In preparation for this, I am expecting to see asset allocations for Pathway No3 that contain equity income funds and other long-term income generators like infrastructure funds and warehouse portfolios.
How might this change if we raise the horizon and look out, not five years, but 30 years because that’s the sort of life expectancy remaining for someone entering investment pathways aged 60? By then we will be in a world of net zero carbon emissions. No gas or oil central heating, no petrol driven cars, no patio heaters. All our ‘devices’, from our fridge to our Electric Vehicle will be smart and fully ‘connected’.
Today there is a growing emergence of low cost funds that track not the standard FTSE all share index but a modified index, constituted from companies with low carbon emissions and high ESG values. One such is the MSCI United Kingdom IMI Low Carbon SRI Leaders Select Index. The more far-sighted providers will add an allocation of ‘low carbon’ to the income generating funds we would otherwise expect to see in Pathway No3.
Option 4 – Planning to take it all out within 5 years
Could anyone be criticised for designating cash and near-cash assets as the portfolio for Pathway No 4? This consumer seems to be giving a clear instruction: “I’ll be back for the rest of my money shortly”.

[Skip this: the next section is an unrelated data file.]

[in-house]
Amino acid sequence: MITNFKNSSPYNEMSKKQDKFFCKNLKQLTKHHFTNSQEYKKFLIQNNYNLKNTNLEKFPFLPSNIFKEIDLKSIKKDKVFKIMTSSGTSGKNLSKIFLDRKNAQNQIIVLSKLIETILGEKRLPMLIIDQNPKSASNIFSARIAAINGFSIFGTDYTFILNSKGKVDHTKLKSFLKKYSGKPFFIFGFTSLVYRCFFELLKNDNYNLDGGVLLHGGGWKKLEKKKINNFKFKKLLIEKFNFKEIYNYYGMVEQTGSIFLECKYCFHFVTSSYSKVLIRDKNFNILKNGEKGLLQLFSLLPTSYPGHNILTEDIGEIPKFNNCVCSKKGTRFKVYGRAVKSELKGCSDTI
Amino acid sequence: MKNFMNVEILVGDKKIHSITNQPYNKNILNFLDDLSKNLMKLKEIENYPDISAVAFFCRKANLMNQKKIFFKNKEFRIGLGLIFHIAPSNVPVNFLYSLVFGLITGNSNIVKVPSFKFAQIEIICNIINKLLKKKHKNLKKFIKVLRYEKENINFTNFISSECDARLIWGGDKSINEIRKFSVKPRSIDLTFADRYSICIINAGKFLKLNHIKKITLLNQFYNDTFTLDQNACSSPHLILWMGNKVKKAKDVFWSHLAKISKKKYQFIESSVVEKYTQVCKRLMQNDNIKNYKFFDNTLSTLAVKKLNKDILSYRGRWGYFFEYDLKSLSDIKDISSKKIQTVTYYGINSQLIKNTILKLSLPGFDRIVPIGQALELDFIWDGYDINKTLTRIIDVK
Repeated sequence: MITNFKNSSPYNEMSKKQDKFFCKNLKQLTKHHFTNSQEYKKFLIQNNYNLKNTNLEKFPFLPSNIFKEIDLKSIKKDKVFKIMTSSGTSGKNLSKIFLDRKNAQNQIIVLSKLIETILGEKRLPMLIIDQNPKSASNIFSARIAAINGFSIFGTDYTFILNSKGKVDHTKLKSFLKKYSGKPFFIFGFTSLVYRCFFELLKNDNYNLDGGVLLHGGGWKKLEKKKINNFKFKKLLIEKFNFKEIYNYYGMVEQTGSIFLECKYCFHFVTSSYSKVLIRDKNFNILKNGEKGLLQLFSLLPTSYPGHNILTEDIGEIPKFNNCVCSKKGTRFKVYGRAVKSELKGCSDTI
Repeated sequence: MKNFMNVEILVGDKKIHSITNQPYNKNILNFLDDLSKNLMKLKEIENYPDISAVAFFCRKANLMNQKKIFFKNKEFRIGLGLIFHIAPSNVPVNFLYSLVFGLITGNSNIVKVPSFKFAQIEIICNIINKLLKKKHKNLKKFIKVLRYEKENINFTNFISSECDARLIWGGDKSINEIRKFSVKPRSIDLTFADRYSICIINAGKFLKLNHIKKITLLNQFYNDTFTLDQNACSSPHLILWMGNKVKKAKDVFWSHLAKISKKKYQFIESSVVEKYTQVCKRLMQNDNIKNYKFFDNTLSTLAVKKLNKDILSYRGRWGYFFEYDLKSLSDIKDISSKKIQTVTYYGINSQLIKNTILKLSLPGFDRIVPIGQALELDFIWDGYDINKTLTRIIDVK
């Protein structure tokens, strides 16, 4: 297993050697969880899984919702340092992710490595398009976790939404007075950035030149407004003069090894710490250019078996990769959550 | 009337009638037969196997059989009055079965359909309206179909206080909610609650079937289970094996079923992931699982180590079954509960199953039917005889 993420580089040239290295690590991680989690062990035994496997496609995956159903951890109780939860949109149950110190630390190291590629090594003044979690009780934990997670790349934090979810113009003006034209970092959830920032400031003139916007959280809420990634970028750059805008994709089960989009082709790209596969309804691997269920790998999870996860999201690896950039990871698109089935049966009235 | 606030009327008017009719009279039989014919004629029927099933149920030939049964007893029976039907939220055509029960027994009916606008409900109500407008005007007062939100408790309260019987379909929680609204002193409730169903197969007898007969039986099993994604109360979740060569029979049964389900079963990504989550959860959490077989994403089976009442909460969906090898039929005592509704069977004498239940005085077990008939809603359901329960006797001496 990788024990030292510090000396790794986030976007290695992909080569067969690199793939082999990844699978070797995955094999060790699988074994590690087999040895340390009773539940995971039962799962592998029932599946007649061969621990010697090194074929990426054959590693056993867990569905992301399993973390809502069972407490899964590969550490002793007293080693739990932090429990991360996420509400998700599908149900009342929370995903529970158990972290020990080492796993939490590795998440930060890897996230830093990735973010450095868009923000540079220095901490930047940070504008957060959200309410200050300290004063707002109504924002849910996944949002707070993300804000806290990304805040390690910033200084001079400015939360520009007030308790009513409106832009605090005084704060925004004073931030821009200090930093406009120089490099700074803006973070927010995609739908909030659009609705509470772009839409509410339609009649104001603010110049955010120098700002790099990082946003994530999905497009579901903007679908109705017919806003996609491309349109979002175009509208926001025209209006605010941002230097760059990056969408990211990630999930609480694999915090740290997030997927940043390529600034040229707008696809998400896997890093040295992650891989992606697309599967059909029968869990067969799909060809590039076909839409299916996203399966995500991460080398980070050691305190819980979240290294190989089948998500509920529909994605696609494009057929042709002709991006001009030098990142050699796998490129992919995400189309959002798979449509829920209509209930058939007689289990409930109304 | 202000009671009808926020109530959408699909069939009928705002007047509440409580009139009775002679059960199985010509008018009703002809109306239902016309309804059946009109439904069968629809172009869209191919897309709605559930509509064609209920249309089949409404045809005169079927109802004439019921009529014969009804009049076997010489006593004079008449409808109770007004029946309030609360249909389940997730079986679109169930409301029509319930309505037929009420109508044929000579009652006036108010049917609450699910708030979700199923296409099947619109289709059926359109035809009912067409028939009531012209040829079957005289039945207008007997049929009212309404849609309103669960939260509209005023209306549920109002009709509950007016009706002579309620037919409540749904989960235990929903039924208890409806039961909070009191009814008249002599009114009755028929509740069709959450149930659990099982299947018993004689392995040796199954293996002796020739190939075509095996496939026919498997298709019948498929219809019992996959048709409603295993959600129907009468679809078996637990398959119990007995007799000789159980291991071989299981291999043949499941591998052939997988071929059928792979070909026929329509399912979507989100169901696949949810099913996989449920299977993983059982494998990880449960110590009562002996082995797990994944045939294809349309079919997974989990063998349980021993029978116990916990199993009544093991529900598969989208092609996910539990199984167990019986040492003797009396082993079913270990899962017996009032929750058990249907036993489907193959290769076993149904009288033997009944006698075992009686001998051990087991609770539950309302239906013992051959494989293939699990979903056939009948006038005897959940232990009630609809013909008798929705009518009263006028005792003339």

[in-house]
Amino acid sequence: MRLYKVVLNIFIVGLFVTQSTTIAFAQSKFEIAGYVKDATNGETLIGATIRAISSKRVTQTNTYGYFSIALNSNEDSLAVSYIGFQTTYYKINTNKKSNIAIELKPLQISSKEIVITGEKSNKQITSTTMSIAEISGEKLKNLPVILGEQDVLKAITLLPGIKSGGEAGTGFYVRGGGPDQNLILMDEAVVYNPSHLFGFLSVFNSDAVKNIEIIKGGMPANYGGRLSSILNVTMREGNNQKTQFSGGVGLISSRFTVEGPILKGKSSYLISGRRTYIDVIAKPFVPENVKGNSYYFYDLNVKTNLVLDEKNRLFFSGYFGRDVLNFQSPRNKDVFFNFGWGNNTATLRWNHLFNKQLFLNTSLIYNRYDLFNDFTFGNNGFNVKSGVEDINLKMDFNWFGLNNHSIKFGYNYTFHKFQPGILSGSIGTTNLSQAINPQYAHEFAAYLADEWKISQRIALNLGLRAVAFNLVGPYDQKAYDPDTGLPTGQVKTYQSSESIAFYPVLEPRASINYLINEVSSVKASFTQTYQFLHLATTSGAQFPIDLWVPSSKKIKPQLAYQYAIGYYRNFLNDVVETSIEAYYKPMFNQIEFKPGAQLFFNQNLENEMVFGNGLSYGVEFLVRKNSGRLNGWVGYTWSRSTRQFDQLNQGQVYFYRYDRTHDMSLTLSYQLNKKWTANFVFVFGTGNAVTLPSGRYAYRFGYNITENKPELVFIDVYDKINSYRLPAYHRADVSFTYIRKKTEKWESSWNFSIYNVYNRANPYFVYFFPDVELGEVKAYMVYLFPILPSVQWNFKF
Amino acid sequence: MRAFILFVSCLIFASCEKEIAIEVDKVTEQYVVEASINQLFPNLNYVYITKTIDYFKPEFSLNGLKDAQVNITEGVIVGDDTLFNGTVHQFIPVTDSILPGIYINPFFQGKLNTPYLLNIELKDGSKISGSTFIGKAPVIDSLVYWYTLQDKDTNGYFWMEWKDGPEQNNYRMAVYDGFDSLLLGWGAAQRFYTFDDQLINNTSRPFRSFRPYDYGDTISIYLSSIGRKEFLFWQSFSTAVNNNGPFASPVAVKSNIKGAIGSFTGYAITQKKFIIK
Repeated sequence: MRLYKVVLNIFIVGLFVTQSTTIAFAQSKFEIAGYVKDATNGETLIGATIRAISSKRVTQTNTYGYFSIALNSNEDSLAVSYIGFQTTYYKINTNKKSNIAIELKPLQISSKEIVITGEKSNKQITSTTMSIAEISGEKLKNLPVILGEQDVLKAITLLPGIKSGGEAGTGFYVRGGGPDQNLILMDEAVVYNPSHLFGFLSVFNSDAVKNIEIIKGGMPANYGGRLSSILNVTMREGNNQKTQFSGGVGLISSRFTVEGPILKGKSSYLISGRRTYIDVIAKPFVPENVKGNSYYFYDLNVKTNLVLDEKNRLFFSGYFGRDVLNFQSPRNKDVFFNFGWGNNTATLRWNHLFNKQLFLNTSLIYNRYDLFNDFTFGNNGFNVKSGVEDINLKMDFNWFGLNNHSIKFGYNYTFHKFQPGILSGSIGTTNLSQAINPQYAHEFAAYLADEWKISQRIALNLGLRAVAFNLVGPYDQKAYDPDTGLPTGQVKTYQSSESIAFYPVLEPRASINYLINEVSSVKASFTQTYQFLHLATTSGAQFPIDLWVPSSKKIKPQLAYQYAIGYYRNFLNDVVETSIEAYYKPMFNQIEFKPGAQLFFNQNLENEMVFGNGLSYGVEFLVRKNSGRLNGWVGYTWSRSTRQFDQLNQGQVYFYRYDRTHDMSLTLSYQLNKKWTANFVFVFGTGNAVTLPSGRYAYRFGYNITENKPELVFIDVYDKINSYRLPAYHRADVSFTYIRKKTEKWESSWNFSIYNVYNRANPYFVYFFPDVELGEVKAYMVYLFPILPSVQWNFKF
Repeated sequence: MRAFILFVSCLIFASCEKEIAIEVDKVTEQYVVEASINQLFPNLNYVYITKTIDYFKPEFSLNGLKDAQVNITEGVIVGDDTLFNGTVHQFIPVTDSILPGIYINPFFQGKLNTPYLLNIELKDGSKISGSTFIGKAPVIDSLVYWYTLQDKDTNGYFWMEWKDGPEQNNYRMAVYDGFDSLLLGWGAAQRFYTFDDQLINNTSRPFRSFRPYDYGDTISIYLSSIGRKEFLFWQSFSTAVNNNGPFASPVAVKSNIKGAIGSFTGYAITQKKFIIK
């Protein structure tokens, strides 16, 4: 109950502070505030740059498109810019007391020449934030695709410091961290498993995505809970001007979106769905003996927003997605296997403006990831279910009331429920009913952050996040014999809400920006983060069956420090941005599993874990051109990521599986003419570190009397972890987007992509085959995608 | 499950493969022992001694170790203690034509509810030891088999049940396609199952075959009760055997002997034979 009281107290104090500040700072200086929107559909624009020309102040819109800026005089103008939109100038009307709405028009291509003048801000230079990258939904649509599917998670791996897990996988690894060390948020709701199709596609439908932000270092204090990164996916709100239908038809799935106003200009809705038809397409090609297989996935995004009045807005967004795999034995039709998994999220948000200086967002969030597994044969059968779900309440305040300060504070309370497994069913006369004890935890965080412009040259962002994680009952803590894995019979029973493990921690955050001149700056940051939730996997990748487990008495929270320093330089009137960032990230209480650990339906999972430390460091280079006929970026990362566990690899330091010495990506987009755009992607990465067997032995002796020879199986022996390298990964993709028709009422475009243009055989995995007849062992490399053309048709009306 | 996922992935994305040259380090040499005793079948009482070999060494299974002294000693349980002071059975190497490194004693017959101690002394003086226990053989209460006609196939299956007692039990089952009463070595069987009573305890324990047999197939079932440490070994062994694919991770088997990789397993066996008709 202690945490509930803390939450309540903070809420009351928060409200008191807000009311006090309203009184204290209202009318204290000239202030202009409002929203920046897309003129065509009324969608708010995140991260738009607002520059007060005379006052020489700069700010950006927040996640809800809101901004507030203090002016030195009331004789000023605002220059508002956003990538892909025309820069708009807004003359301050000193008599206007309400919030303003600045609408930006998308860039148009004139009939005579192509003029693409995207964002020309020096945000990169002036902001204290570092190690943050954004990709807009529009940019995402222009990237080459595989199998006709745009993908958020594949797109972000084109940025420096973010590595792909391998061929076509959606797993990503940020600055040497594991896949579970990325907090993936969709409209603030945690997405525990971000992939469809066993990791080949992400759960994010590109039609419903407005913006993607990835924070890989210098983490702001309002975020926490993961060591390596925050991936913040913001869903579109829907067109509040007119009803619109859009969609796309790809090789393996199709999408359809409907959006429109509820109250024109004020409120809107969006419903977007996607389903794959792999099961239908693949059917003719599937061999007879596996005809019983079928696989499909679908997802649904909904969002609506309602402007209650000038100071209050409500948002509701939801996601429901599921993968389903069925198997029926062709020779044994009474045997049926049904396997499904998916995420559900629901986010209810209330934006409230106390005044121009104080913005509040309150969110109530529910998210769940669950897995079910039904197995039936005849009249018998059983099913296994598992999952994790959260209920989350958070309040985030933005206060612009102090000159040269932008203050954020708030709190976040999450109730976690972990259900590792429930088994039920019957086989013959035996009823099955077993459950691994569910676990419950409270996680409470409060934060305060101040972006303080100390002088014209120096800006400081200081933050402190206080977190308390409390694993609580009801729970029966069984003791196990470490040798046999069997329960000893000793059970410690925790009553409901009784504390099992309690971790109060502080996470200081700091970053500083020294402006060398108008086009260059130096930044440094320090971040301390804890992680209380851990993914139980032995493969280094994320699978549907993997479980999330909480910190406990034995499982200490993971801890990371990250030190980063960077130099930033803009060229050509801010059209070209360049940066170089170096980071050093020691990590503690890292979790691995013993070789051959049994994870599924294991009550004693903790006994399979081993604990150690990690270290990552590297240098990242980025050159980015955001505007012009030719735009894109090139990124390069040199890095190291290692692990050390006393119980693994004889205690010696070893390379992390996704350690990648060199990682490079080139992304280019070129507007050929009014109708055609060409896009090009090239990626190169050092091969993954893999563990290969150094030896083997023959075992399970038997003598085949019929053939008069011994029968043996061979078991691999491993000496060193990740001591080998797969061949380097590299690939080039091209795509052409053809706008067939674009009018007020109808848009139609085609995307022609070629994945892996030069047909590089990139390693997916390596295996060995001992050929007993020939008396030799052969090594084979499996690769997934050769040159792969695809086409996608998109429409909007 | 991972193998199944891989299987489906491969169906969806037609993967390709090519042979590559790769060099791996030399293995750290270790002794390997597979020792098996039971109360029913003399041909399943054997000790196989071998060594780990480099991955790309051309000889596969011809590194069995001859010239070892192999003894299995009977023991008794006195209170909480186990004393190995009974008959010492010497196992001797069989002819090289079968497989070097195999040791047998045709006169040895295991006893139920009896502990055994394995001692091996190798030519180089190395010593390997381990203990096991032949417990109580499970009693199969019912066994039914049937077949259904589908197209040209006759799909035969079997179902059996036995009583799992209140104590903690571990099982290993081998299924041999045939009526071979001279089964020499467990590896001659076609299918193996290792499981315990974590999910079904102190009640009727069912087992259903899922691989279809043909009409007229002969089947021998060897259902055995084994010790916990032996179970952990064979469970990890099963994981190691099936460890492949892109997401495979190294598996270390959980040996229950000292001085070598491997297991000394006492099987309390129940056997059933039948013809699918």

Except that with interest rates where they are today, cash is almost equivalent to simply burying it in the ground. I am reminded of the Parable of the Talents (Matthew 25 : 14-30), where the servant who buried his talent (the currency of the day) in the ground awaiting his master’s return, was roundly chastised and cast into the “outer darkness”.
I’m also very reluctant to give up on this consumer, as having spent 40 years in what I thought was the pensions industry, I feel aggrieved when it seems people don’t want a pension at all. They just want to cash the whole pot in.
Last month, the Work and Pensions Committee chairman Stephen Timms tabled a sadly-defeated amendment to the Pensions Schemes Bill which would have “ensured members of pension schemes receive a Pension Wise appointment prior to accessing their pension”. Further appointments would have been booked yearly until taken up or a confirmed opt-out was received.
In the hope that they may yet see the light, the asset allocation for Pathway No4 should perhaps forsake at least some of the cash in favour of funds that are low risk, employ volatility dampers and aim to deliver a real return even amidst the stormiest of economic conditions. There is a good selection of Diversified Growth Funds available for this purpose.
We don’t have long to wait now. SIPP providers will be unveiling their investment pathways early next year. We will soon see whether any of my forecasts have come to pass.
Adrian Boulding is director of retirement strategy at Dunstan Thomas